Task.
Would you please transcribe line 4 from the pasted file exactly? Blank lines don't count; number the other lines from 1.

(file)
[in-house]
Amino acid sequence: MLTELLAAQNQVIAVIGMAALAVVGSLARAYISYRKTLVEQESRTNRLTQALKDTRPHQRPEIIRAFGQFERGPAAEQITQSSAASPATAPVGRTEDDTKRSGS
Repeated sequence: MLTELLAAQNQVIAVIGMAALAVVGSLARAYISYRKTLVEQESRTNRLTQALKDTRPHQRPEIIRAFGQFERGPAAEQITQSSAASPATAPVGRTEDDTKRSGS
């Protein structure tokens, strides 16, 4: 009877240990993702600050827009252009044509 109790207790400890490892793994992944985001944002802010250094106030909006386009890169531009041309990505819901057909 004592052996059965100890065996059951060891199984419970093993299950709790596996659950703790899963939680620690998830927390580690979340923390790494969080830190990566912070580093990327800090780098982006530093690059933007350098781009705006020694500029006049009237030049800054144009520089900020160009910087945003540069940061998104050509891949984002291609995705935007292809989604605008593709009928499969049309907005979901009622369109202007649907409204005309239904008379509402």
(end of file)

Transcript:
């Protein structure tokens, strides 16, 4: 009877240990993702600050827009252009044509 109790207790400890490892793994992944985001944002802010250094106030909006386009890169531009041309990505819901057909 004592052996059965100890065996059951060891199984419970093993299950709790596996659950703790899963939680620690998830927390580690979340923390790494969080830190990566912070580093990327800090780098982006530093690059933007350098781009705006020694500029006049009237030049800054144009520089900020160009910087945003540069940061998104050509891949984002291609995705935007292809989604605008593709009928499969049309907005979901009622369109202007649907409204005309239904008379509402």